Our School, Our Family

Allen Hsu, a grade 12 student at John Oliver, is guest blogger today at Learning the Now.  Allen has been a mini school student for the past 5 years and will be graduating in June.  He hopes to enroll in UBC Arts and has set a long term goal of becoming a writer/journalist.

Allen’s post is a letter to the editor of the Vancouver Courier, Mr. Barry Link, in response to an article published on January 12th titled, “Basketball Courts Inclusion.”  Allen puts forward his perspective of our community and passionately writes of the indivisibility of our JO family.

For me, Allen’s post, well written and thought provoking, represents meaningful data.  I think of the battle we often face outside of our community (the “optics” of attending John Oliver) and in the future, when I address this issue in public, I will not draw upon our graduation rate (a greater increase over the past 3 years than both the District or Provincial average), I won’t talk of our Digital Immersion Program or our incoming Grade 8 iPad Literacy Cohort; instead, I will quote Allen:

Not even when hiding in my room under the warmth of my covers, do I feel as safe as I do at the front of my class, looking into the faces of my fellow students and my closest friends.

This is Allen Hsu’s blog:

My name is Allen Hsu; I’m a 17 year old student senior at John Oliver Secondary and a member of our school’s Journalism 12 class, hoping one day to make a career in writing. I know this does not imply I am by any means a hotshot writer on the Top 20 Under 20, or a raging celebrity critic or that I’m even anyone with much credibility to fall back on. However, I simply wish to express how one of your recent articles has truly opened my eyes.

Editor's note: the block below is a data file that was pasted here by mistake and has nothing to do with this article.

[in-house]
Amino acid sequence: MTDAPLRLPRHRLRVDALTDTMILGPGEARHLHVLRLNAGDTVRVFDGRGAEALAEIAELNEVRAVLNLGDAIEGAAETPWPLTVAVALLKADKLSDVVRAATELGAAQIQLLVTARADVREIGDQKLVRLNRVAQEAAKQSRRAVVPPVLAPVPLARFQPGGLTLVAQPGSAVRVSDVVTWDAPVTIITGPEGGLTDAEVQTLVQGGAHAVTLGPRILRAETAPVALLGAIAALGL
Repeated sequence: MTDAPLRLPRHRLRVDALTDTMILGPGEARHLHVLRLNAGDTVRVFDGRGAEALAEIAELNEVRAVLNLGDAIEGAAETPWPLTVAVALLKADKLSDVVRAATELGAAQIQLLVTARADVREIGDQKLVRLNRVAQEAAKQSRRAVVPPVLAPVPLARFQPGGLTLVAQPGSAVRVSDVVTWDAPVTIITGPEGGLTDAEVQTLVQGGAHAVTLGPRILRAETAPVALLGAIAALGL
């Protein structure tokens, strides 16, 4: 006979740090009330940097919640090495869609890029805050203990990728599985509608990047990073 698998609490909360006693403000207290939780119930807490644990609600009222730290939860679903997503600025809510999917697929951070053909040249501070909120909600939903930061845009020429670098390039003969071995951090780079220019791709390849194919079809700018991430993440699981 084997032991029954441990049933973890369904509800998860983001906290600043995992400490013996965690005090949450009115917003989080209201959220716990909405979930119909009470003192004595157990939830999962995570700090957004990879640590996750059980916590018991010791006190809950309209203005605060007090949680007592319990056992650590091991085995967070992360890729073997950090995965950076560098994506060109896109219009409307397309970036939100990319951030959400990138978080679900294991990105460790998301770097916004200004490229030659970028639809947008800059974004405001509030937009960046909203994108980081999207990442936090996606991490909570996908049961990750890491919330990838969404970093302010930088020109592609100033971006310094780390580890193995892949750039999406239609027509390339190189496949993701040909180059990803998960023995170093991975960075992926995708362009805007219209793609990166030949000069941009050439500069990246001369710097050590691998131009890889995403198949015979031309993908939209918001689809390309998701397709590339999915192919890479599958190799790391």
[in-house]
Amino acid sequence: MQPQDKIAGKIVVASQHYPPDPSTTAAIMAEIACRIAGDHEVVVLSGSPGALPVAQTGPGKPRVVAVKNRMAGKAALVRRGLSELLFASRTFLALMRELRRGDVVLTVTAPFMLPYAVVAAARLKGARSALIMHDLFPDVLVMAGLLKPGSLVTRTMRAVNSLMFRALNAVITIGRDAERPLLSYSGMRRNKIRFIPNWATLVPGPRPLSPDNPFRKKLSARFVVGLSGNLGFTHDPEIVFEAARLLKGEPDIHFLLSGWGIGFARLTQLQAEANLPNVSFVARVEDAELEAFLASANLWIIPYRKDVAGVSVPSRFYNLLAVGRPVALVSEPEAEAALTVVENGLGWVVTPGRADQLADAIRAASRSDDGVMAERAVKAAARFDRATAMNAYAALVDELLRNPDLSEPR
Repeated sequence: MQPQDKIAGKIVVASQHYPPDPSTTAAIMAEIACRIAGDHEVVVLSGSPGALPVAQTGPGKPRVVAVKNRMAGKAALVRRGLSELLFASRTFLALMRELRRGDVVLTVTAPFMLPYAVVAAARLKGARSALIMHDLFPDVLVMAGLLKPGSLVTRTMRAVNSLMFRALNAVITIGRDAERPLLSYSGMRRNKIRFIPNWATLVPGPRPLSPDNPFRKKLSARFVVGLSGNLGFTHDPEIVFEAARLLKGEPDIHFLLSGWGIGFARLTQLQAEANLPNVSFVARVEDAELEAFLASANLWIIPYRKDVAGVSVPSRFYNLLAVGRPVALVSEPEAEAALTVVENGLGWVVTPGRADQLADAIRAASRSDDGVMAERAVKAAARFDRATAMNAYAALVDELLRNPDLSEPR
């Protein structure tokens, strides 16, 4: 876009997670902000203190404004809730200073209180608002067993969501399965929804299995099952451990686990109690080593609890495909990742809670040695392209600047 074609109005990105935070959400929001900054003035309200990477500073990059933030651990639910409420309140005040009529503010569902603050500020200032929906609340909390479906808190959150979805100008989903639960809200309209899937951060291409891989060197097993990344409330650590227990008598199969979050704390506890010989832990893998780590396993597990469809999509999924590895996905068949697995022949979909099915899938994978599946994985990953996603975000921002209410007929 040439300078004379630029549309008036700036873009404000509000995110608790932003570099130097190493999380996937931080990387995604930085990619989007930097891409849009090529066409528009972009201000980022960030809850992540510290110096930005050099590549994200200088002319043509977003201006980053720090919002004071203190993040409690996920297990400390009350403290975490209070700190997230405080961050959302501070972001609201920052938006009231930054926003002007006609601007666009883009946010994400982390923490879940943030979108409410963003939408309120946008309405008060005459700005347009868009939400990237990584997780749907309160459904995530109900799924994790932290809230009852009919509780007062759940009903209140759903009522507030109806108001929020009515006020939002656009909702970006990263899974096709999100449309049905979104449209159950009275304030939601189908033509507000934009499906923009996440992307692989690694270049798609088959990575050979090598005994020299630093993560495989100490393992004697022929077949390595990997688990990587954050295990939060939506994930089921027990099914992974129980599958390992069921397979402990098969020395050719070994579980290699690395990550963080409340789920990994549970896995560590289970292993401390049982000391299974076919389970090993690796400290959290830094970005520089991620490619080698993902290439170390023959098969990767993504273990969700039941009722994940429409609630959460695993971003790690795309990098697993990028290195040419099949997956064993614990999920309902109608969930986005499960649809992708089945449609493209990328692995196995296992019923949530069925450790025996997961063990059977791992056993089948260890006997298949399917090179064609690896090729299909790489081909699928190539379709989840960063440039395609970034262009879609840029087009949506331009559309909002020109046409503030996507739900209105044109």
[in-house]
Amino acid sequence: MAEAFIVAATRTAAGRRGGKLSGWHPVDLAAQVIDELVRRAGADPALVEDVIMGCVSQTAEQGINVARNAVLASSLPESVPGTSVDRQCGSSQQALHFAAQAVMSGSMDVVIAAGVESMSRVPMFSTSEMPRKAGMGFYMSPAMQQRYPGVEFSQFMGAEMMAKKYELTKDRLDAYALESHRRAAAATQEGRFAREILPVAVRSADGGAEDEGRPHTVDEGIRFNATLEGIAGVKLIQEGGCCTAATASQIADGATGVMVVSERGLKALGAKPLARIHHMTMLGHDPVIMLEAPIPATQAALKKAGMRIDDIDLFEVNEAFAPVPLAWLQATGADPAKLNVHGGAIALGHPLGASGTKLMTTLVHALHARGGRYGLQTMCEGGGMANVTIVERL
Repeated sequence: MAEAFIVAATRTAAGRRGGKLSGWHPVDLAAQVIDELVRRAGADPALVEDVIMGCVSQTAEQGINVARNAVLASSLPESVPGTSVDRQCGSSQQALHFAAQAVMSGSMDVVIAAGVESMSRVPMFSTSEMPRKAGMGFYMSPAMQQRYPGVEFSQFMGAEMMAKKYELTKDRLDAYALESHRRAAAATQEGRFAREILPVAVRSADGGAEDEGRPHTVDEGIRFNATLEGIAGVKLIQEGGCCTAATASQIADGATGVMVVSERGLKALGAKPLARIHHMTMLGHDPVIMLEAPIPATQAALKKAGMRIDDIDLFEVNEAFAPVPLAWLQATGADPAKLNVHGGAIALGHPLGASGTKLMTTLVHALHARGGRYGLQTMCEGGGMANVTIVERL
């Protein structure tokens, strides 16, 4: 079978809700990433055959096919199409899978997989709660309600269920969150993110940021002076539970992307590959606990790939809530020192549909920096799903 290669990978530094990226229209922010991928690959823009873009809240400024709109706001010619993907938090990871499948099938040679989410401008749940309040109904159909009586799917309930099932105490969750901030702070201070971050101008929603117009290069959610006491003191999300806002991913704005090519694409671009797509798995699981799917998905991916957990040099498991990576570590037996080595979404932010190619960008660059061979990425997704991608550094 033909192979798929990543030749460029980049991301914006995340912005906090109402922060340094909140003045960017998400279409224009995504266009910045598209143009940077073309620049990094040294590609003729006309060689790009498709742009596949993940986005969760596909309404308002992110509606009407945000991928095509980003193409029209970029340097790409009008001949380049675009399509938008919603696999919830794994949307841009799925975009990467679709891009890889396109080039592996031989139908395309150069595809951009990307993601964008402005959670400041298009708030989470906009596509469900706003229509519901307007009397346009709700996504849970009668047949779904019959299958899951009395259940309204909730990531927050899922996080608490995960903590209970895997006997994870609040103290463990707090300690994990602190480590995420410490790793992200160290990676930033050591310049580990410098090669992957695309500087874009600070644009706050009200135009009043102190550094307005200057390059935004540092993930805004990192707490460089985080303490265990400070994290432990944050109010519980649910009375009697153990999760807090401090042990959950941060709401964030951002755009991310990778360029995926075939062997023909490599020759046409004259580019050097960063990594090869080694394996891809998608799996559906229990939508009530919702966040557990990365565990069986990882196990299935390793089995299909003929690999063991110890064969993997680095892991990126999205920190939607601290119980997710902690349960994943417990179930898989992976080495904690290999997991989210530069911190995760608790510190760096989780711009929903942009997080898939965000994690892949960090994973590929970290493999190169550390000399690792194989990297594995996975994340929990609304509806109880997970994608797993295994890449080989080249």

Reading Megan Stewart’s article about our school basketball tournament, published in the January 12th edition of the Vancouver Courier, for the first time, I was astonished and dazed by how the author had bounced from subject to subject, veering off the topic of the basketball tournament promoting inclusion almost instantaneously. But reading it again, I was left despondent, blown away that someone could still perceive that our school was a place of segregation and ethnic hostility. I understand the point Ms Stewart was trying to convey, that basketball joins and unites our school and communities, as does sport in general and many other educational and extracurricular activities. But to suggest that segregation inhabits our hallways on a daily basis is an utter misconception of our John Oliver student population and East Side schools. I write this not only as a journalist, hoping one day to work in the same field as yourself, but as an East Side Vancouver student giving a proper, informed and firsthand account of the schools and students that this article has misrepresented.

I’ve learned to spend hours editing my work, hoping one day it’ll be good enough to be devoured by the eyes of my readers. But on January 12th’s issue of the Vancouver Courier, it was clear that the same attention was not given to Ms Stewart’s article. In this article she demonstrated no fluidity or transition. Poor craftsmanship was in no short supply as her focus carelessly oscillated from one direction to another. Irrelevant and unnecessary details were used in an attempt to highlight the emotional growth depicted in one of our star players, while these very details seemed as an attack on the player’s past. And how Bindy Johal, a student who had left the public school system over two decades ago, fits in with our basketball tournament is beyond comprehension as few of our graduating class have ever heard of him. If mentioning past alumni was necessary, why not choose Evander Kane, a graduate of John Oliver who embodies unity of both sport and inclusion.
As if how one can stray so far as from the basketball to gang violence in a sports article were not mind boggling enough, how such underhandedness was permitted to be published is an outrage.